Why do many highly trained immigrants choose to return to countries such as India and China rather than staying in the far wealthier United States? After all, their prospects here are good: Such immigrants were either CEOs or lead technologists in 52 percent of Silicon Valley's startups from 1995 to 2005. Those immigrant-founded companies created $52 billion in revenue in 2006 and gave jobs to 450,000 workers.
Researchers led by Vivek Wadhwa, a scholar at Duke and Harvard, surveyed 1,203 immigrants who chose to return to India or China. According to their report, "America's Loss Is the World's Gain," issued in March by Duke's Global Engineering and Entrepreneurship Project, "87.3 percent of Chinese and 62.3 percent of Indians saw better career opportunities in their home countries than in the United States."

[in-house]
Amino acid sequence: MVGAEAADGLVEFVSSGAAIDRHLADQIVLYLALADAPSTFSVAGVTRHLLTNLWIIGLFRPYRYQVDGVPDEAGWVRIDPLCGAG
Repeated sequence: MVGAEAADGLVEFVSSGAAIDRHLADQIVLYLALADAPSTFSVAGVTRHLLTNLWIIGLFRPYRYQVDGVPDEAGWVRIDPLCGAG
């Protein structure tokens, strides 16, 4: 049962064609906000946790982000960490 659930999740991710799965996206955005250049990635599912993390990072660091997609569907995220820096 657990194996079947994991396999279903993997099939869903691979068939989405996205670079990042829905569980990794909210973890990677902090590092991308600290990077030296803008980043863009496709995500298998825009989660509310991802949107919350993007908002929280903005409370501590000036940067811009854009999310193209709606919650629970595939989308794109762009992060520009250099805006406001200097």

That isn't to say there isn't anything Americans could do to lure them back. Each year more than 1 million skilledworker immigrants compete for only 120,000 U.S. permanent resident visas. "Presented with career opportunities or jobs in the United States equivalent to what they have in their home countries and a U.S. permanentresident visa," Wadhwa and his colleagues found, 63 percent of Indian returnees and 71 percent of Chinese returnees said they would come back to America or seriously consider it.